New Hampshire Health Care Advocacy

New Hampshire residents have a unique opportunity to be involved in the legislative process. Getting involved begins with getting to know our legislators. We encourage you to contact your legislators to share your thoughts, ideas for solutions and improvements, and feedback about topics that interest and/or affect you.

New Hampshire legislative contacts

The New Hampshire Legislature typically considers over 1000 bills that have a wide range of effects on New Hampshire citizens, from limiting Medicaid payments to raising the fees for dog licenses.

When a legislator receives a suggestion from a constituent, or recognizes a need for a new law, or a change to existing laws, he or she will bring the idea to the Legislative Services Office (LSO) at the New Hampshire Statehouse. The LSO issues a list of all Legislative Service Requests (LSRs) for the new session. The list of LSRs is available to the public at, generally in October/November of each year.

Attorneys in the LSO will turn the LSRs into bills by writing in legal language and determining which portions of existing laws will be affected or changed. Drafts of bills will be returned to the sponsoring legislators to "sign off" their approval, and then will go to the printer for final printing. The full text of the bills is generally available to the public on the New Hampshire State website in early January.

How to get involved

The time between the November elections and the start of the legislative session in January is a great time to contact your legislators, introduce yourself, and talk with them about the issues that are important to you so that they will know who you are when you contact them on specific bills later in the session.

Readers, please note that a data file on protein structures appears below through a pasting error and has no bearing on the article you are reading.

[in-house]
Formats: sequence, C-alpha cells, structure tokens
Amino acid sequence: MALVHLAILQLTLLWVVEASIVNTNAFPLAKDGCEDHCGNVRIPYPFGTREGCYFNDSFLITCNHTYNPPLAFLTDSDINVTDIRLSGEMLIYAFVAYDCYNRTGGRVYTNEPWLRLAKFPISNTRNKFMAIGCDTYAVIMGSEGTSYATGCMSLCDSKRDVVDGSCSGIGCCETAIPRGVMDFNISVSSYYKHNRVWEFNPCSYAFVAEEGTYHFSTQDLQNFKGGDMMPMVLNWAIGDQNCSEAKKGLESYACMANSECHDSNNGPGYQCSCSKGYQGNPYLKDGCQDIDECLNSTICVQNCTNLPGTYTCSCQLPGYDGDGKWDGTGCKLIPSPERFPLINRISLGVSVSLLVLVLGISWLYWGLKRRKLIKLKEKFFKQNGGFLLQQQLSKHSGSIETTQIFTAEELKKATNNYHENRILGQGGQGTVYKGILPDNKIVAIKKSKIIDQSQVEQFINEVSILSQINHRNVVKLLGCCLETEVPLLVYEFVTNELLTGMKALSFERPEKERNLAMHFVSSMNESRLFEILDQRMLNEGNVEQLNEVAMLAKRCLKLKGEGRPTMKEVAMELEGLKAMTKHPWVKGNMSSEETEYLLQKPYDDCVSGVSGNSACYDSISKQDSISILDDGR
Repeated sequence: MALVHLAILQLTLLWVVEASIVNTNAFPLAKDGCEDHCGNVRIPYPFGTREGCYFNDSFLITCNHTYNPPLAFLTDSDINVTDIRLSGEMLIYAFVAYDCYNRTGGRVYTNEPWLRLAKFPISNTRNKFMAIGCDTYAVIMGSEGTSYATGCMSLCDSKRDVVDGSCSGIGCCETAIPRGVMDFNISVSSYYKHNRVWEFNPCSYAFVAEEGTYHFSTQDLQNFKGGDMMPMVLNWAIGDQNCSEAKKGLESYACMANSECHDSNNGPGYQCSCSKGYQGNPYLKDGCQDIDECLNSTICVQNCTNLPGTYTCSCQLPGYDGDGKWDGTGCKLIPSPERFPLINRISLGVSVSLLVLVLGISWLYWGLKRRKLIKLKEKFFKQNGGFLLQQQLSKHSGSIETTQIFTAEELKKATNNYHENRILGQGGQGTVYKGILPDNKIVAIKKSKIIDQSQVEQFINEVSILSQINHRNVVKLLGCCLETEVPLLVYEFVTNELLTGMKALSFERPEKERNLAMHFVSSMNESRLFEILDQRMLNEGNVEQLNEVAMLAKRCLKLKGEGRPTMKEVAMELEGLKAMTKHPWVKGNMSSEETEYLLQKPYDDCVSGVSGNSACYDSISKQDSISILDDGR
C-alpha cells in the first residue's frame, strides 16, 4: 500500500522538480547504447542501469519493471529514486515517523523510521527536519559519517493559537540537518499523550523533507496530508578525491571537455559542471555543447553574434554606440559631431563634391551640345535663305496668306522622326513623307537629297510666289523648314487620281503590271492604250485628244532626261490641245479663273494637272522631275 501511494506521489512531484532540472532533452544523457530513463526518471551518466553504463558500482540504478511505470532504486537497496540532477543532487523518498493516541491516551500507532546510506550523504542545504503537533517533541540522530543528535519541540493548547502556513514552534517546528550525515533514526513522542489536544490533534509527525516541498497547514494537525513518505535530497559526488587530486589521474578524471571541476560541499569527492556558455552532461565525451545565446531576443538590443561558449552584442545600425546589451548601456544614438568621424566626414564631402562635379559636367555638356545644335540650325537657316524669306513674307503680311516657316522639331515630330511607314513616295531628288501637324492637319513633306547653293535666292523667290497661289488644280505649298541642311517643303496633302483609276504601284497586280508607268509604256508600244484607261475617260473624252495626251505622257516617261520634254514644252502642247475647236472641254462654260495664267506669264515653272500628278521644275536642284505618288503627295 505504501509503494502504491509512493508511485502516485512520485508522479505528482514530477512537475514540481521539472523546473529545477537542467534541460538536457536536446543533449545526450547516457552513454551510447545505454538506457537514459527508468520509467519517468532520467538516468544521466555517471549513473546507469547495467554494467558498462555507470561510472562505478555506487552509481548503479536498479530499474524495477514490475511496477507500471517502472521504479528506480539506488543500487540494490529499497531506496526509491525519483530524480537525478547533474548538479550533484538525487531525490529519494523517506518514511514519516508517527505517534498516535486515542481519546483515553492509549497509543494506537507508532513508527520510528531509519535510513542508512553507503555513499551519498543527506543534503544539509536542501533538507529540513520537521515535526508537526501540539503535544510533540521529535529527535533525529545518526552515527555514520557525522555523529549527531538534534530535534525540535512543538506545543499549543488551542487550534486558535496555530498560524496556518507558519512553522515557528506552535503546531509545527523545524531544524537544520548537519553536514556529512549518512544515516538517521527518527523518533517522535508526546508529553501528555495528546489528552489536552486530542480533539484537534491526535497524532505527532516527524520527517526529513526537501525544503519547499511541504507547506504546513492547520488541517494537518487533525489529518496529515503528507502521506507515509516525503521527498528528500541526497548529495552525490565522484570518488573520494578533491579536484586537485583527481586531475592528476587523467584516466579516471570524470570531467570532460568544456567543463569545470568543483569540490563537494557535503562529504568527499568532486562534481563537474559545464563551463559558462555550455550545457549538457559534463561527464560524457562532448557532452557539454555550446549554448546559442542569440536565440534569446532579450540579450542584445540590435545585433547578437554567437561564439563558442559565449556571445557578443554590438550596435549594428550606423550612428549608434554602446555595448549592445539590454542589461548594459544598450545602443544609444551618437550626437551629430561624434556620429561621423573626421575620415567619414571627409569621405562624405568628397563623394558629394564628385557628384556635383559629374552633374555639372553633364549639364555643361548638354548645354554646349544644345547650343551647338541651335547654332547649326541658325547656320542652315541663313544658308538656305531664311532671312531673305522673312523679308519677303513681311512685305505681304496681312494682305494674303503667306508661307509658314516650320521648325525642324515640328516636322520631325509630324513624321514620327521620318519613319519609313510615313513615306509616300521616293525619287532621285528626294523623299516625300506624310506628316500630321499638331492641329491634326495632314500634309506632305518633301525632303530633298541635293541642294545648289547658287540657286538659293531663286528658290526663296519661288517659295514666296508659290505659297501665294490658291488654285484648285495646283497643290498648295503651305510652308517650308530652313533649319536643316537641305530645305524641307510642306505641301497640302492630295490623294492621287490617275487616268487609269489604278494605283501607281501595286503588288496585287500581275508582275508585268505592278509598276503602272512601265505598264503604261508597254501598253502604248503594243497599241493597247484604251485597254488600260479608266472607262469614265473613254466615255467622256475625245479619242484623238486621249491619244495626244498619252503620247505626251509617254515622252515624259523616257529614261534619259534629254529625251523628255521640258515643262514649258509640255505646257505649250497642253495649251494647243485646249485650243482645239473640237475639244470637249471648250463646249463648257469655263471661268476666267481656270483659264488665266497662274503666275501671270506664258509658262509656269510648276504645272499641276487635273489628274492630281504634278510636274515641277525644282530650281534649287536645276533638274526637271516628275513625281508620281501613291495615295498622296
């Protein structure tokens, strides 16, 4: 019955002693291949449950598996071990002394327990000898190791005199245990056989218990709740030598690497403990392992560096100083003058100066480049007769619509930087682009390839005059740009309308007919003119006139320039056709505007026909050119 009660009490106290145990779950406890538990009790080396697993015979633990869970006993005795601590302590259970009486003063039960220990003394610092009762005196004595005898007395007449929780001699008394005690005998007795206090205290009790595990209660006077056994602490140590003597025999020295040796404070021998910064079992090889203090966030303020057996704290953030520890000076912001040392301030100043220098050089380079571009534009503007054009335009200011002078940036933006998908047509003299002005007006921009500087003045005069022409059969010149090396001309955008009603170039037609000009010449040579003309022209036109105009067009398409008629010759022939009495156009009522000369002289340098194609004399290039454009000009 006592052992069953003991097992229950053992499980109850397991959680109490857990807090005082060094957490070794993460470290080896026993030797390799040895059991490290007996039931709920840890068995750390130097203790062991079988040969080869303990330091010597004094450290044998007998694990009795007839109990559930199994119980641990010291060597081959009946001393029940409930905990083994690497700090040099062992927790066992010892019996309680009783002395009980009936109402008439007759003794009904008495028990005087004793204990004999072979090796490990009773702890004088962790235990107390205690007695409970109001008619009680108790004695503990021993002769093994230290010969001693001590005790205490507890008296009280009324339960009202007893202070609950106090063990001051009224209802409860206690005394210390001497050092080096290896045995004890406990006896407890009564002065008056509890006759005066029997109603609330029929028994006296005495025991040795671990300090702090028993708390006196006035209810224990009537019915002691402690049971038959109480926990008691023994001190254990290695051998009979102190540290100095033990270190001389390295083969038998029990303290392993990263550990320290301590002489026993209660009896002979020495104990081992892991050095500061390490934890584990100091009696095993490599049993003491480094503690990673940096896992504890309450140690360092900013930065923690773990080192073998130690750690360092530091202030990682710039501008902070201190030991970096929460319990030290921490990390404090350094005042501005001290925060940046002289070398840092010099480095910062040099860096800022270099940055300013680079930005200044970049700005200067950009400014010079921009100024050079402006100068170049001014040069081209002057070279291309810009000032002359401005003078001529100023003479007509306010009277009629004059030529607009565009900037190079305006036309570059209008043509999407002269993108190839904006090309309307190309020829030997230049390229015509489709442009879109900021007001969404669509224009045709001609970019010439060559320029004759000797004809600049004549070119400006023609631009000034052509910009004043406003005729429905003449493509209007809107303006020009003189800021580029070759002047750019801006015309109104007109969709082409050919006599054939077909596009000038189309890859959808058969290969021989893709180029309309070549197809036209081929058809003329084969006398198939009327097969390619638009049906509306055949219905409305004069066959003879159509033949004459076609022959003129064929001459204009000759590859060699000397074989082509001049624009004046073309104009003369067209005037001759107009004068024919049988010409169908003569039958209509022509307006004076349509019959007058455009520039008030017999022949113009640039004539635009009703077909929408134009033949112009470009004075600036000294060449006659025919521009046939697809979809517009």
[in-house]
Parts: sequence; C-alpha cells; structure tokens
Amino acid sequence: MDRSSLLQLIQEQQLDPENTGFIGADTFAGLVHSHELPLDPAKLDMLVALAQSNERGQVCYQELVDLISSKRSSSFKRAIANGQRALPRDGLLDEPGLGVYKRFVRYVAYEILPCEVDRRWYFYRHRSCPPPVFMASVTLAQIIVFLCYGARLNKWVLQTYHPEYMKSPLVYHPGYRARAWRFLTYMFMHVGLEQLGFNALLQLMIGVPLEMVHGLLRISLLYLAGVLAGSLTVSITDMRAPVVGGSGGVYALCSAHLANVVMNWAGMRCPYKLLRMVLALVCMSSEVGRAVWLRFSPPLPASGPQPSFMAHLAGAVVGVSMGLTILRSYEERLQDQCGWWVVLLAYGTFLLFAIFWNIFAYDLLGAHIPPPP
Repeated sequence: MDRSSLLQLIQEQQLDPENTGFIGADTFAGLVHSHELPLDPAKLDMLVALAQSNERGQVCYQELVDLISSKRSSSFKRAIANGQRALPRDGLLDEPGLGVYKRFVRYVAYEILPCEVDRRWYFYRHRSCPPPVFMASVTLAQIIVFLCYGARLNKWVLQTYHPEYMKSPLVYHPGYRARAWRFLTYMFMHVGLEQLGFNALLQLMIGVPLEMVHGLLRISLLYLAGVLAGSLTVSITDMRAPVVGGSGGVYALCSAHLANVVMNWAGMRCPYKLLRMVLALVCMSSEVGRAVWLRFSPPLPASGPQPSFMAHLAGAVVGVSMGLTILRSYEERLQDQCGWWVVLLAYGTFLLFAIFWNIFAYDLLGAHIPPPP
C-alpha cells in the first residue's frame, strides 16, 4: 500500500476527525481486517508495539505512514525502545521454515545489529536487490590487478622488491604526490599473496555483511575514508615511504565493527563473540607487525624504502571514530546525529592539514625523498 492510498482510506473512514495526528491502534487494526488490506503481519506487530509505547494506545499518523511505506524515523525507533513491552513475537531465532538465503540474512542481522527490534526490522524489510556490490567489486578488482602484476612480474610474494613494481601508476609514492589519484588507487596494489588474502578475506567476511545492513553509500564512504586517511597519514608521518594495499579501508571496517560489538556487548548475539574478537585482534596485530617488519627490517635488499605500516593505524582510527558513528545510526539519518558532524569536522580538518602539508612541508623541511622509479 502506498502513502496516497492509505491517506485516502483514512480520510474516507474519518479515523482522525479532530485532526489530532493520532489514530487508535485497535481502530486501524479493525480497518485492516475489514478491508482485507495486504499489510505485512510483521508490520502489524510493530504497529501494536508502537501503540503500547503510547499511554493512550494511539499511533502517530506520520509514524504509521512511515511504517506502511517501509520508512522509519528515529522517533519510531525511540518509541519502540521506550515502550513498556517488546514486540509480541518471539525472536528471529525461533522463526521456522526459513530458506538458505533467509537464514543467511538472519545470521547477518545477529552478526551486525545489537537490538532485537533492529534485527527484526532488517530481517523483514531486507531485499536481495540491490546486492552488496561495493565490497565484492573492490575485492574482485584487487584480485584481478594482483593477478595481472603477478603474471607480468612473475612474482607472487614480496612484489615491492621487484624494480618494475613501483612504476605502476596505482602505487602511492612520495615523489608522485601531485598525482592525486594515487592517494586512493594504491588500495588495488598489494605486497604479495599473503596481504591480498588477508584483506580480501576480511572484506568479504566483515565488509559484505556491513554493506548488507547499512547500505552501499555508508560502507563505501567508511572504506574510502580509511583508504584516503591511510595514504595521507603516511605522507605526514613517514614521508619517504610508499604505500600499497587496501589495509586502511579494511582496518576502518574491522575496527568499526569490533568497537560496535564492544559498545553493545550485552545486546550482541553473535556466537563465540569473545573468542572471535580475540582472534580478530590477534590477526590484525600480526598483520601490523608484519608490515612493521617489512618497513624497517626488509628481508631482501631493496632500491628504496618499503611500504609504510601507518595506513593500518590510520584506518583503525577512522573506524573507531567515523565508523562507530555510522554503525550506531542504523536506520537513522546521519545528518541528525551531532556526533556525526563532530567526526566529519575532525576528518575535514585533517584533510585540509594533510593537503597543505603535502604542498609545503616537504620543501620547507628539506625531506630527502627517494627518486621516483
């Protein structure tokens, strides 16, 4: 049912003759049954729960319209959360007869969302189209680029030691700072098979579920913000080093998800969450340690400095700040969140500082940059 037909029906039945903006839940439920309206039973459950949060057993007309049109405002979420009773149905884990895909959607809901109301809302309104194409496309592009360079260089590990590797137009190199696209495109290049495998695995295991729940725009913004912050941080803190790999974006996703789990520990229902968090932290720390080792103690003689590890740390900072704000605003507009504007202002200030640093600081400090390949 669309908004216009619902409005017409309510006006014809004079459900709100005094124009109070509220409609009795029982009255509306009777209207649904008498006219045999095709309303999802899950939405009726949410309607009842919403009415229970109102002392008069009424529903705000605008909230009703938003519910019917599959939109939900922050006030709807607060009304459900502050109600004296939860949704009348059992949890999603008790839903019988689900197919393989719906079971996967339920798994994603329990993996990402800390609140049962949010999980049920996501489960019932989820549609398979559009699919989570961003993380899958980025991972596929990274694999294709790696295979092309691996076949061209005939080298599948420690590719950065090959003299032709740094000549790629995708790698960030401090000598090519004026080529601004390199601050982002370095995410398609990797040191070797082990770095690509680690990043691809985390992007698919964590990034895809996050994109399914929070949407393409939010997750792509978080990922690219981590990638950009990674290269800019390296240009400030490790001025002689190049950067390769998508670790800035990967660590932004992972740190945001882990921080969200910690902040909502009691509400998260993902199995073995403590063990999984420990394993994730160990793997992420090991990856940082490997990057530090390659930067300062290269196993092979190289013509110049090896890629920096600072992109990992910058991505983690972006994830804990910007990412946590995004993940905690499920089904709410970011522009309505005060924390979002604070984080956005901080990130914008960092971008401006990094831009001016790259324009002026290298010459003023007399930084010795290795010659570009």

If you have an opinion on a bill, or an experience that could give insight into the potential effects of a bill, your legislators need to hear from you. Call them, e-mail them, or send them a note through snail-mail. With 1000 bills to consider, your legislators will appreciate remarks that are clear and concise.

New Hampshire residents can also participate in the legislative process by attending and/or testifying at public hearings. Every bill that comes to the General Court is assigned to one of the Standing Committees in the House or the Senate. The Chairman of the Committee schedules a public hearing for the purpose of gathering information and hearing opinions on all sides of each issue. Committee Chairmen are required to give 72 hours' notice to the public when scheduling a hearing. Public hearings are generally held in the Legislative Office Building, across the street from the Statehouse in Concord and usually last from one to two hours.

Those who attend the hearing sign in and indicate whether they support or oppose the bill. Those who wish to testify indicate that on the sign-in sheet, or on index cards which will be delivered to the Committee Chairman. The sign-in sheets become a part of the permanent public record of the hearing. The Committee Clerk or Vice-Chairman takes notes on the public testimony, which will also become a part of the permanent record; however it is also advisable for those who testify to provide written transcripts of their testimony for all Committee members for future review. Procedural issues for signing in may vary slightly in different Committees or from House to Senate, but generally the Committee Secretary or clerk is available at public hearings to give direction and answer questions.